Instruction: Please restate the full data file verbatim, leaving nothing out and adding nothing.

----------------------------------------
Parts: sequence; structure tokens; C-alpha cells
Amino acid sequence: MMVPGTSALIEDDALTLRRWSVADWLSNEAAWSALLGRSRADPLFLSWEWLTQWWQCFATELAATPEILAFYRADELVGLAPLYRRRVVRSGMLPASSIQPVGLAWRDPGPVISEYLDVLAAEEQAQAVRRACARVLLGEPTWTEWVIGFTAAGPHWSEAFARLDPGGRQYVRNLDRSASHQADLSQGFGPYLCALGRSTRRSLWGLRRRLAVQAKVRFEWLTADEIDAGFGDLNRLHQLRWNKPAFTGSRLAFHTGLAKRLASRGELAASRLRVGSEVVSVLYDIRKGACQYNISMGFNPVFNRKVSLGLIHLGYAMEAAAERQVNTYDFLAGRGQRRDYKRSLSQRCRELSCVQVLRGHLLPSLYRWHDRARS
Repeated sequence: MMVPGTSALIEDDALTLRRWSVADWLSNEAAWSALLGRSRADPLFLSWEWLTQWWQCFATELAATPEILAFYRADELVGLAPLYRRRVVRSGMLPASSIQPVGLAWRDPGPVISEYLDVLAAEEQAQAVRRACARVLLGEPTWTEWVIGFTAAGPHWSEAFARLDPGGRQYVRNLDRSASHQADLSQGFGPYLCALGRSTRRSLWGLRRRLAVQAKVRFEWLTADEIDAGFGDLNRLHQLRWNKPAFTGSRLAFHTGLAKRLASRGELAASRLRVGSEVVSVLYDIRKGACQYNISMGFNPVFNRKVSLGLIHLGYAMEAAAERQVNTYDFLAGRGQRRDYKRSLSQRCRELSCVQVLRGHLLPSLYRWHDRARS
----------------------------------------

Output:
Parts: sequence; structure tokens; C-alpha cells
Amino acid sequence: MMVPGTSALIEDDALTLRRWSVADWLSNEAAWSALLGRSRADPLFLSWEWLTQWWQCFATELAATPEILAFYRADELVGLAPLYRRRVVRSGMLPASSIQPVGLAWRDPGPVISEYLDVLAAEEQAQAVRRACARVLLGEPTWTEWVIGFTAAGPHWSEAFARLDPGGRQYVRNLDRSASHQADLSQGFGPYLCALGRSTRRSLWGLRRRLAVQAKVRFEWLTADEIDAGFGDLNRLHQLRWNKPAFTGSRLAFHTGLAKRLASRGELAASRLRVGSEVVSVLYDIRKGACQYNISMGFNPVFNRKVSLGLIHLGYAMEAAAERQVNTYDFLAGRGQRRDYKRSLSQRCRELSCVQVLRGHLLPSLYRWHDRARS
Repeated sequence: MMVPGTSALIEDDALTLRRWSVADWLSNEAAWSALLGRSRADPLFLSWEWLTQWWQCFATELAATPEILAFYRADELVGLAPLYRRRVVRSGMLPASSIQPVGLAWRDPGPVISEYLDVLAAEEQAQAVRRACARVLLGEPTWTEWVIGFTAAGPHWSEAFARLDPGGRQYVRNLDRSASHQADLSQGFGPYLCALGRSTRRSLWGLRRRLAVQAKVRFEWLTADEIDAGFGDLNRLHQLRWNKPAFTGSRLAFHTGLAKRLASRGELAASRLRVGSEVVSVLYDIRKGACQYNISMGFNPVFNRKVSLGLIHLGYAMEAAAERQVNTYDFLAGRGQRRDYKRSLSQRCRELSCVQVLRGHLLPSLYRWHDRARS